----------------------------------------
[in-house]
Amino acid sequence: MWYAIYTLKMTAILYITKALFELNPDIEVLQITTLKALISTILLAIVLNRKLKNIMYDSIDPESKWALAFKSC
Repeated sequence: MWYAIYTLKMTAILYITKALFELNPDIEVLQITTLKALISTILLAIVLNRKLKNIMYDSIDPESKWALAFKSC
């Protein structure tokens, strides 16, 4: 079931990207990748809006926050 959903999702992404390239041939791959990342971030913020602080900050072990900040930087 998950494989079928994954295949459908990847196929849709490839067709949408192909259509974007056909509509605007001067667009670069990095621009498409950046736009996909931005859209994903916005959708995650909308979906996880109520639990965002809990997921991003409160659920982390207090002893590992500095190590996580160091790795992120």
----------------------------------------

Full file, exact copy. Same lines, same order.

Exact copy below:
[in-house]
Amino acid sequence: MWYAIYTLKMTAILYITKALFELNPDIEVLQITTLKALISTILLAIVLNRKLKNIMYDSIDPESKWALAFKSC
Repeated sequence: MWYAIYTLKMTAILYITKALFELNPDIEVLQITTLKALISTILLAIVLNRKLKNIMYDSIDPESKWALAFKSC
């Protein structure tokens, strides 16, 4: 079931990207990748809006926050 959903999702992404390239041939791959990342971030913020602080900050072990900040930087 998950494989079928994954295949459908990847196929849709490839067709949408192909259509974007056909509509605007001067667009670069990095621009498409950046736009996909931005859209994903916005959708995650909308979906996880109520639990965002809990997921991003409160659920982390207090002893590992500095190590996580160091790795992120």